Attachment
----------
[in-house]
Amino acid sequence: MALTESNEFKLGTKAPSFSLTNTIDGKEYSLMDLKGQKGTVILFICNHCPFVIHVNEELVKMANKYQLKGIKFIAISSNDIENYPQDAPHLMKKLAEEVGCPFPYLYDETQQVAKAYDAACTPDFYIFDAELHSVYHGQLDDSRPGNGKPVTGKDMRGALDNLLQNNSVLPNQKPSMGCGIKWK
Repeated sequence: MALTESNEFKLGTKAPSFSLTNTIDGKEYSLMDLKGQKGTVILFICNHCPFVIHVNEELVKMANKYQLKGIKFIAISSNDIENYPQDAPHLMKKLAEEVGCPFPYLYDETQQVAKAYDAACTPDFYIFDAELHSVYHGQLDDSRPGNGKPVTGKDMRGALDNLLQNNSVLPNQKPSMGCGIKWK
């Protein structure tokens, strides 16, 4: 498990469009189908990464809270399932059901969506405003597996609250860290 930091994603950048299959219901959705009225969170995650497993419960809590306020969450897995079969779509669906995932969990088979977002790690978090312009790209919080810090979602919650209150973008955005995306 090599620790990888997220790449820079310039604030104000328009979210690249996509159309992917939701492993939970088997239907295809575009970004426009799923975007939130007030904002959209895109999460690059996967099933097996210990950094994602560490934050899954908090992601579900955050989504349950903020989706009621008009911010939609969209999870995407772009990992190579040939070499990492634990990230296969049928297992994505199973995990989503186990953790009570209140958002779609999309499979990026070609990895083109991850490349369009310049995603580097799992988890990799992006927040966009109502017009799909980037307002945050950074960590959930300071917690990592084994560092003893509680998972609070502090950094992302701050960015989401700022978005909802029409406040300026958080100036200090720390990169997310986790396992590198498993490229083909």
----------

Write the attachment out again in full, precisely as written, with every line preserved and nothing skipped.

[in-house]
Amino acid sequence: MALTESNEFKLGTKAPSFSLTNTIDGKEYSLMDLKGQKGTVILFICNHCPFVIHVNEELVKMANKYQLKGIKFIAISSNDIENYPQDAPHLMKKLAEEVGCPFPYLYDETQQVAKAYDAACTPDFYIFDAELHSVYHGQLDDSRPGNGKPVTGKDMRGALDNLLQNNSVLPNQKPSMGCGIKWK
Repeated sequence: MALTESNEFKLGTKAPSFSLTNTIDGKEYSLMDLKGQKGTVILFICNHCPFVIHVNEELVKMANKYQLKGIKFIAISSNDIENYPQDAPHLMKKLAEEVGCPFPYLYDETQQVAKAYDAACTPDFYIFDAELHSVYHGQLDDSRPGNGKPVTGKDMRGALDNLLQNNSVLPNQKPSMGCGIKWK
């Protein structure tokens, strides 16, 4: 498990469009189908990464809270399932059901969506405003597996609250860290 930091994603950048299959219901959705009225969170995650497993419960809590306020969450897995079969779509669906995932969990088979977002790690978090312009790209919080810090979602919650209150973008955005995306 090599620790990888997220790449820079310039604030104000328009979210690249996509159309992917939701492993939970088997239907295809575009970004426009799923975007939130007030904002959209895109999460690059996967099933097996210990950094994602560490934050899954908090992601579900955050989504349950903020989706009621008009911010939609969209999870995407772009990992190579040939070499990492634990990230296969049928297992994505199973995990989503186990953790009570209140958002779609999309499979990026070609990895083109991850490349369009310049995603580097799992988890990799992006927040966009109502017009799909980037307002945050950074960590959930300071917690990592084994560092003893509680998972609070502090950094992302701050960015989401700022978005909802029409406040300026958080100036200090720390990169997310986790396992590198498993490229083909």